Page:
Monday, September 13, 2010

Books on the reading list

Surprisingly, I didn't get through much reading in Nice. I finished both God and Gold: Britain, America, and the Making of the Modern World by Walter Russell Mead (worth reading along with To Rule the Waves) and Eat, Pray, Love. Quite a juxtaposition of themes, don't you think? Well, it was lighter reading than The God Delusion, the book I was reading the last time I was in Nice.

I didn't finish Kitchen Confidential, though the parts I read I loved. And I started The Way of Kings, just because I am a sucker for door-stopper fantasy novels.

So where am I on my reading list, my extracurricular reading, if you will? Doing quite poorly. Last I checked, I still had these books to go through:

  • The Ascent of Money - Niall Ferguson
  • On Liberty - John Stuart Mill 
  • Utilitarianism - John Stuart Mill (optional)
  • Considerations on Representative Government - John Stuart Mill (optional)
  • The Subjection of Women - John Stuart Mill (optional)
  • The Contest in America - John Stuart Mill (optional)
  • Essays on some unsettled Questions of Political Economy - John Stuart Mill (optional)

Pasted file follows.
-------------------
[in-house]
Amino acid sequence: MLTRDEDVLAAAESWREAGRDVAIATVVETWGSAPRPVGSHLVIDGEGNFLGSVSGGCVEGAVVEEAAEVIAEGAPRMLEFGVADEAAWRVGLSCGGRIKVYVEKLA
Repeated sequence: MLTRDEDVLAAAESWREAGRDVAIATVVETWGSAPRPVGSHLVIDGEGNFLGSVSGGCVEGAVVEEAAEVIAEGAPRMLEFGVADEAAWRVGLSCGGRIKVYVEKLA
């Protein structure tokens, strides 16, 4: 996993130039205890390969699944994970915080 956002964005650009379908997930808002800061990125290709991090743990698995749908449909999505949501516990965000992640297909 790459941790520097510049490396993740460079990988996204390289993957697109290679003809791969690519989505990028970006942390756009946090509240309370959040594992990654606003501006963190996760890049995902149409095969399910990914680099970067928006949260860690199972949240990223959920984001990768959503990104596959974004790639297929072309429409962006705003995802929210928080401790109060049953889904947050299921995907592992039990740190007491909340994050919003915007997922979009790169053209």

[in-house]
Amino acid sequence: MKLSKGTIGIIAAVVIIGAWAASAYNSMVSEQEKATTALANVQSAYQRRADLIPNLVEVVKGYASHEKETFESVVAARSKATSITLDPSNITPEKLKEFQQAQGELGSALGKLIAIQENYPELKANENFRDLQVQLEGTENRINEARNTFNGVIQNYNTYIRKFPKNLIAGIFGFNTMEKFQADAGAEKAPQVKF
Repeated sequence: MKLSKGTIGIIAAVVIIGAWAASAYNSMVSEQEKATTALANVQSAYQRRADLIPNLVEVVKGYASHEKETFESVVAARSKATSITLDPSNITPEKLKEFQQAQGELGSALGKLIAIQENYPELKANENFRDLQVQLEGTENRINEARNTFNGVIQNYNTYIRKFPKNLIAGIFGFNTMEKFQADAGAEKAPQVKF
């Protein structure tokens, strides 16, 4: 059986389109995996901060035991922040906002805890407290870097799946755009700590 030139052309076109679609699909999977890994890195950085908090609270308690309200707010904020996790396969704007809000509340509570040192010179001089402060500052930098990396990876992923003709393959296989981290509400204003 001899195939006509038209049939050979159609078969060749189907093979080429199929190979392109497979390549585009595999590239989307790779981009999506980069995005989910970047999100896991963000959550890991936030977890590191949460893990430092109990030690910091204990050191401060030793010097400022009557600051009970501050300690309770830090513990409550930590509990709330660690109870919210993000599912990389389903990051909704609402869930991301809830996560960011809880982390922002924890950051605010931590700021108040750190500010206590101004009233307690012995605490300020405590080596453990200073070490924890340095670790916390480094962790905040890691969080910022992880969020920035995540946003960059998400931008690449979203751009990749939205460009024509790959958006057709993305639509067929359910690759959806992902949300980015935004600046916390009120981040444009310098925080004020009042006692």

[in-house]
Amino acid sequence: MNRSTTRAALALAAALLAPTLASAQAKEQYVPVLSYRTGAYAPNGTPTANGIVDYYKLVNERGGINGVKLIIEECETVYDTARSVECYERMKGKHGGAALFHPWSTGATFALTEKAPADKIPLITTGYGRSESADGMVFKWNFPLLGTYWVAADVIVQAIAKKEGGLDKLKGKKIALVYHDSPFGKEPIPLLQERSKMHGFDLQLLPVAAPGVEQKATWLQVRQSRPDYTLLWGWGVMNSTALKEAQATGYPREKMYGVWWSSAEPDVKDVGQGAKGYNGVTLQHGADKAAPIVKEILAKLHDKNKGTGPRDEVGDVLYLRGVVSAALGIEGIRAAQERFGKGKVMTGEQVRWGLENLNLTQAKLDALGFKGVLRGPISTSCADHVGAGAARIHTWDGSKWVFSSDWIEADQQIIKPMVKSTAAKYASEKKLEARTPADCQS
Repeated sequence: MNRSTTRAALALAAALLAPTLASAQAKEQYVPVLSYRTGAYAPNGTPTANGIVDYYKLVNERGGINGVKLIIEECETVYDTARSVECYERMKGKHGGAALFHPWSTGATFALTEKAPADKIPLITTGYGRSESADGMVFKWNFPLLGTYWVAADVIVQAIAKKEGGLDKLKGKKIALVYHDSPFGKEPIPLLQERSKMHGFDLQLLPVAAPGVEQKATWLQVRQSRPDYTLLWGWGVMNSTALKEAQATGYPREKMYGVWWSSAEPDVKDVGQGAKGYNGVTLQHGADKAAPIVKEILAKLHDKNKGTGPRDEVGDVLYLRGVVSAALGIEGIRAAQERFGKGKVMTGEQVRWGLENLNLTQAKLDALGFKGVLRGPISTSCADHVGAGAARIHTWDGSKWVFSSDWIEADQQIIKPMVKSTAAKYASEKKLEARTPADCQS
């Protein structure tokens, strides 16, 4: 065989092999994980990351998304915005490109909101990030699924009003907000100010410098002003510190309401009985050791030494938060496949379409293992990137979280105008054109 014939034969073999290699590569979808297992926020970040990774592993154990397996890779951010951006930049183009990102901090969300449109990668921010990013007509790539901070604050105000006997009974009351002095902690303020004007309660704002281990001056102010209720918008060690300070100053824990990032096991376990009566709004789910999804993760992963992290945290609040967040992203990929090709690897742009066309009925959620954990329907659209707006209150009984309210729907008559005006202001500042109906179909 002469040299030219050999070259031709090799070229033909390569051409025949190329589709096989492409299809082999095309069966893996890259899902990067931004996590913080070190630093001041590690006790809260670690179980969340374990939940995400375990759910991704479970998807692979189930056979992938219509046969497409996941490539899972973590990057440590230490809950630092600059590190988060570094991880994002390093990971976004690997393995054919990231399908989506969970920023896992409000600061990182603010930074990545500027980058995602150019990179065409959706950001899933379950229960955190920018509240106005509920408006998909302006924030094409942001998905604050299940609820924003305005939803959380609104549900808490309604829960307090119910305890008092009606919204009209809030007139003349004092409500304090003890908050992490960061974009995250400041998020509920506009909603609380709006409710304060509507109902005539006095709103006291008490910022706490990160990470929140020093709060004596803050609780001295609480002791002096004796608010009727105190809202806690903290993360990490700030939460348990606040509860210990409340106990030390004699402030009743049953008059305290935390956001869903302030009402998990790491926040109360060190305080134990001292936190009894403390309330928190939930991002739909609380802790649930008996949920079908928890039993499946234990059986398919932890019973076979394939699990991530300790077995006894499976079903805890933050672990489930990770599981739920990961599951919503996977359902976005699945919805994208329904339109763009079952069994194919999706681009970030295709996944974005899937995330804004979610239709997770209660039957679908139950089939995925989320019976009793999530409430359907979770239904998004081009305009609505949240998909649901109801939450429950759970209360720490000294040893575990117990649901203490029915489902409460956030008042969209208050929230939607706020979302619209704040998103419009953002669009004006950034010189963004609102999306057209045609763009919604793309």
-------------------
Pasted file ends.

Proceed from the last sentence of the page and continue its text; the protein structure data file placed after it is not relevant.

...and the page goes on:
• The Flight of the Intellectuals - Paul Berman
  • Leviathan - Thomas Hobbes
  • The Theory of Moral Sentiments - Adam Smith
  • Wealth of Nations - Adam Smith
  • This Time is Different - Reinhart and Rogoff
  • Works of Edmund Burke
On a related note, I love the site FiveBooks - a lot of my extracurricular reading is from there.

What's my curricular reading? You're probably bored by the extracurricular list already, but this list is shorter, significantly.
  • More Money than God - Sebastian Mallaby
  • Liar's Poker - Michael Lewis
Given the size of the extracurricular list, I'm not adding any more to it. However, I'm happy to add to the curricular list should anyone be able to toss anything my way - the curriculum includes diverting fiction and business/investing reading. Extracurricular is typically history, economics, and political/philosophical commentary, with a dash of popular science, though I usually am tempted to have the economics in the curricular section too.

I leave you with a quote from John Stuart Mills that may make it clear why On Liberty is on my reading list:

‘In politics, again, it is almost a commonplace, that a party of order or stability, and a party of progress or reform, are both necessary elements of a healthy state of political life; until the one or the other shall have so enlarged its mental grasp as to be a party equally of order and of progress, knowing and distinguishing what is fit to be preserved from what ought to be swept away. Each of these modes of thinking derives its utility from the deficiencies of the other; but it is in a great measure the opposition of the other that keeps each within the limits of reason and sanity.’

For those who slip into the "us versus them" mindset whenever considering the political party opposed to what you think is right (and because you think it's right, of course it's correct!), maybe they should read this and pause, breathe, and let the emotions out.

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